December 2015

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Union Island Gecko Initiative – An emergency project to save the critically endangered Gonatodes daudini

REPORT

Update to St Vincent & the Grenadines Preservation Fund, February 2016

The Union Island Gecko Gonatodes daudini is one of the most endangered animals in St Vincent & the Grenadines, being threatened by habitat loss, invasive alien species and a rising demand from reptile collectors in the West. This small but attractive lizard is endemic to Union Island, specifically to the forested slopes above Chatham Bay: a range of not more than 50 hectares. First described in 2005, little is known about the Union Island Gecko, other than it inhabits rocky areas in mature dry forest. In 2011, the species was listed on the IUCN Red List of Threatened Species as Critically Endangered, signifying it is at very high risk of extinction.

The Union Island Gecko Initiative (UIGI) was launched in 2016 by the SVG Forestry Department, Fauna & Flora International (FFI) and Virginia Zoo to prevent the extinction of the gecko and use it as a flagship for forest conservation on Union Island. Our achievements in the first month include:

  1. The Forestry Department (Mr Glenroy Gaymes, Dr Joanne Gaymes, Mr Bradford Latham and Mr Cornelius Lyttle), Fauna & Flora International (Dr Jenny Daltry) and Union Island Environmental Attackers (Mr Rosemond Adams) conducted a total of 5 days of surveys of the gecko population and Chatham Bay Forest, with additional assistance from local residents Mr Matthew Harvey (co-discoverer of the gecko in 2005) and his son Joshua. Key observations included: 
    • A dozen Union Island Geckos were found, one quarter of which had broken tails (an indicator of predator attack and/or careless human captures). 
    • Gecko collectors had evidently been very active in this area, leaving many rocks and logs overturned (thereby depleting the available habitat for geckos and other small animals).
    • Access trails lead directly into the gecko’s range from Chatham Bay beach, where many yachts and other vessels are moored.   
    • The Chatham Bay forests are exceptionally rich in wildlife, including at least 15 species of reptiles. This could well be the most biodiverse deciduous coastal forest in the Lesser Antilles.
    • Ominously, the presence of new concrete monuments and flagging tape could indicate that construction projects are being planned in at least part of the gecko’s range. 
    • Although part of this area is shown on maps as “Reserve”, it is unclear whether these were ever fully gazetted as Forest Reserves. Some areas appear to have been recently sold.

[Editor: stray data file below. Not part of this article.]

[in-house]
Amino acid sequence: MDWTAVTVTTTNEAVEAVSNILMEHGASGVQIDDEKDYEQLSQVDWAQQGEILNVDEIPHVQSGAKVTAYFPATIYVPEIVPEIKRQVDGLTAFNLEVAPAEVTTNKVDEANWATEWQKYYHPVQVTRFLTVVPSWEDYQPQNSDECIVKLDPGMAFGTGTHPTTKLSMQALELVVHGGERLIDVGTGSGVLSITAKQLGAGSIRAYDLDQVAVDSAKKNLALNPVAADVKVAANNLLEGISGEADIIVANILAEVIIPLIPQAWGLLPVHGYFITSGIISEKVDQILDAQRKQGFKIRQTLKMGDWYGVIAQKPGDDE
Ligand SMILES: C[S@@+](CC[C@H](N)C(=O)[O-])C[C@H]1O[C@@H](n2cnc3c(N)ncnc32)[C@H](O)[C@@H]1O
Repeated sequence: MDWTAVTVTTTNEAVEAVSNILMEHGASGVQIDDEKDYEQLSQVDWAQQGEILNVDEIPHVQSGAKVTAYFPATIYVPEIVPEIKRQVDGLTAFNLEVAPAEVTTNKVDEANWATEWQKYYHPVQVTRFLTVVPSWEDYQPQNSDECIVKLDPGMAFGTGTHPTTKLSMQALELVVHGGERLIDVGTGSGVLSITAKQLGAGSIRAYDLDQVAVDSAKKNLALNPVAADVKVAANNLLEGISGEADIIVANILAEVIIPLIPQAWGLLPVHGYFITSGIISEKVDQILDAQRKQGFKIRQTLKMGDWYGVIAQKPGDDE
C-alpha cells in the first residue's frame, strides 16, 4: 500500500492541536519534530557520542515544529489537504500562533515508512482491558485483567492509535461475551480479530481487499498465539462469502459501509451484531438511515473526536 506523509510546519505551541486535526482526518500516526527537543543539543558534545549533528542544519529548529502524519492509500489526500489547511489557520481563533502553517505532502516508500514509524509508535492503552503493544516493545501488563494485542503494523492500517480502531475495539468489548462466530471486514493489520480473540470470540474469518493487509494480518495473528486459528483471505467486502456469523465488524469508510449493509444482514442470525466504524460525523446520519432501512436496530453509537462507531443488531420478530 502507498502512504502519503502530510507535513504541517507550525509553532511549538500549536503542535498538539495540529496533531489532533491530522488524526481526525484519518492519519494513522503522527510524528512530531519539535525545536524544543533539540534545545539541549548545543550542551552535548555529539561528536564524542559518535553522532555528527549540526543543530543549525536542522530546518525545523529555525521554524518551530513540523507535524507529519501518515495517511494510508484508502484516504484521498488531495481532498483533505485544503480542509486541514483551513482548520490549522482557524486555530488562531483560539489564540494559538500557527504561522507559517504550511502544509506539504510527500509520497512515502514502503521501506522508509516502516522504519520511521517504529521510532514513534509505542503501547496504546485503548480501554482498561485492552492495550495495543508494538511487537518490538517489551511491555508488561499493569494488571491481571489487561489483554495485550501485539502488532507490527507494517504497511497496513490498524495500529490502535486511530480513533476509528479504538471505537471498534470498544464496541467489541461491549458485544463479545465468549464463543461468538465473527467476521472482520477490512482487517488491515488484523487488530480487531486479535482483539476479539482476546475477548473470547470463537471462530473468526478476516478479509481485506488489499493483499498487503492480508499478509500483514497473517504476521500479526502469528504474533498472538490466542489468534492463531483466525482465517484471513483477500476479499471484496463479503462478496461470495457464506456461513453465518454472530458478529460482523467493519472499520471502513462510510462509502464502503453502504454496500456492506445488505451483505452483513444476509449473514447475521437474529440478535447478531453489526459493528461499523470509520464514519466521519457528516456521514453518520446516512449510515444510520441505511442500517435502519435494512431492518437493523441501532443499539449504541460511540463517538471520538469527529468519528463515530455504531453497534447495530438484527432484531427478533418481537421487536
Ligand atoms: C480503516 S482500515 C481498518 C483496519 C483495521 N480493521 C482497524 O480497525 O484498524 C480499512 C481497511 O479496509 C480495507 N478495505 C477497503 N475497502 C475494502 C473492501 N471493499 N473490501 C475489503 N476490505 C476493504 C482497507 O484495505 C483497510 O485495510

2. A lively 2-day stakeholder workshop on Union Island to develop the Union Island Gecko Action Plan, facilitated by Dr Jenny Daltry (FFI) and Mr Glenroy Gaymes (SVGFD). Key observations included 
    • The meeting was well represented by nearly 40 persons from government agencies, NGOs and local businesses, all of whom were fully engaged and participated very actively.
    • The meeting included participatory planning exercise as well as short educational presentations on the findings from ‘1’ and methods used for conserving endangered species in other areas.
    • Most Union Island residents had never heard of, let alone seen the Union Island Gecko, but were surprised and proud to learn they are unique to this island. They expressed great enthusiasm to conserve the species.
    • The participants identified a suite of objectives and actions to conserve the gecko. Agreed priorities include: raising awareness and pride in the gecko; protecting critical parts of Chatham Bay Forests and recruiting local persons as Forest Rangers; promoting sustainable tourism; and listing the species on CITES Appendix I.   
    • The workshop was featured on national TV and Radio Grenadines social media sites. 

Immediately following the workshop, Director of Forestry Mr Fitzgerald Providence and Dr Jenny Daltry debriefed Hon. Minister Saboto Caesar, Minister of Agriculture, Forestry, Fisheries and Rural Transformation and the Permanent Secretary Raymond Ryan of these findings. Both expressed strong support for listing the Union Island Gecko on CITES and improving management on the ground. It was noted that another shipment of geckos was reported by a trader in the UK as recently as 27th January.

Next steps include: 

  • Circulate the draft action plan for review (by all persons who participated in the workshop, plus other key experts who were unable to attend). 
  • Conduct an evening or weekend presentation on Union Island to present the draft plan to a larger number of residents and solicit their feedback.
  • Meet with Lands & Surveys to clarify ownership and development plans in the Chatham Bay Forest area, and halt the sales of lands marked as Reserve. 
  • Prepare the justification for listing the Union Island Gecko on CITES Appendix I.
  • Urgently secure funding to implement all priority actions in the plan.

Other accomplishments

In addition to the work on Union Island Geckos, the project team also opportunistically collected DNA from five iguanas on Union Island and Palm Island, to support a much-needed study of the taxonomy of the genus Iguana. The iguanas in this area are morphologically very distinctive and are being illegally exported from Union Island under the trade name ‘Pink Rhino Iguana’. The samples have been sent to Dr David Schlikorski’s Genindexe lab in France for analysis (at their cost), and any news will be relayed to SVGPF.